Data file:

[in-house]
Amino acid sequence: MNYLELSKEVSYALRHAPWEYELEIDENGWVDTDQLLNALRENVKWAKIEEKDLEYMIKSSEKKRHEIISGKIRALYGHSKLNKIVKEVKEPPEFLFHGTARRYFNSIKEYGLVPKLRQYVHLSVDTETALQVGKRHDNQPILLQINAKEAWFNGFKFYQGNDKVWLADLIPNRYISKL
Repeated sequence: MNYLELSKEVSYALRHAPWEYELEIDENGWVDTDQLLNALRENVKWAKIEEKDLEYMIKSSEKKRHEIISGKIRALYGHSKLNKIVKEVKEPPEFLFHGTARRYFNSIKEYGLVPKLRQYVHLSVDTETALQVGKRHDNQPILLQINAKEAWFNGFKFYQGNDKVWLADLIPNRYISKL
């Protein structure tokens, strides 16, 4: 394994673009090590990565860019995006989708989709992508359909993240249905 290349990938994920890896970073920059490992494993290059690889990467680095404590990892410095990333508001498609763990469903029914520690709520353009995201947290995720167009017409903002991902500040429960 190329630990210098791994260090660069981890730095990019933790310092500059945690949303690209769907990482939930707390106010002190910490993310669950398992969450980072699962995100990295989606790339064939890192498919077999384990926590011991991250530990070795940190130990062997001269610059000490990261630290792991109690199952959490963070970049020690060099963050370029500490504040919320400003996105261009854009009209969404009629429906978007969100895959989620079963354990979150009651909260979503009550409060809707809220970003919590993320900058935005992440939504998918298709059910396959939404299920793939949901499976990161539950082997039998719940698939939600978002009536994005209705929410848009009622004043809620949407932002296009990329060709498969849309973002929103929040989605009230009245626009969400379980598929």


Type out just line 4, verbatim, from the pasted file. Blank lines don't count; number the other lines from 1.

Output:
């Protein structure tokens, strides 16, 4: 394994673009090590990565860019995006989708989709992508359909993240249905 290349990938994920890896970073920059490992494993290059690889990467680095404590990892410095990333508001498609763990469903029914520690709520353009995201947290995720167009017409903002991902500040429960 190329630990210098791994260090660069981890730095990019933790310092500059945690949303690209769907990482939930707390106010002190910490993310669950398992969450980072699962995100990295989606790339064939890192498919077999384990926590011991991250530990070795940190130990062997001269610059000490990261630290792991109690199952959490963070970049020690060099963050370029500490504040919320400003996105261009854009009209969404009629429906978007969100895959989620079963354990979150009651909260979503009550409060809707809220970003919590993320900058935005992440939504998918298709059910396959939404299920793939949901499976990161539950082997039998719940698939939600978002009536994005209705929410848009009622004043809620949407932002296009990329060709498969849309973002929103929040989605009230009245626009969400379980598929």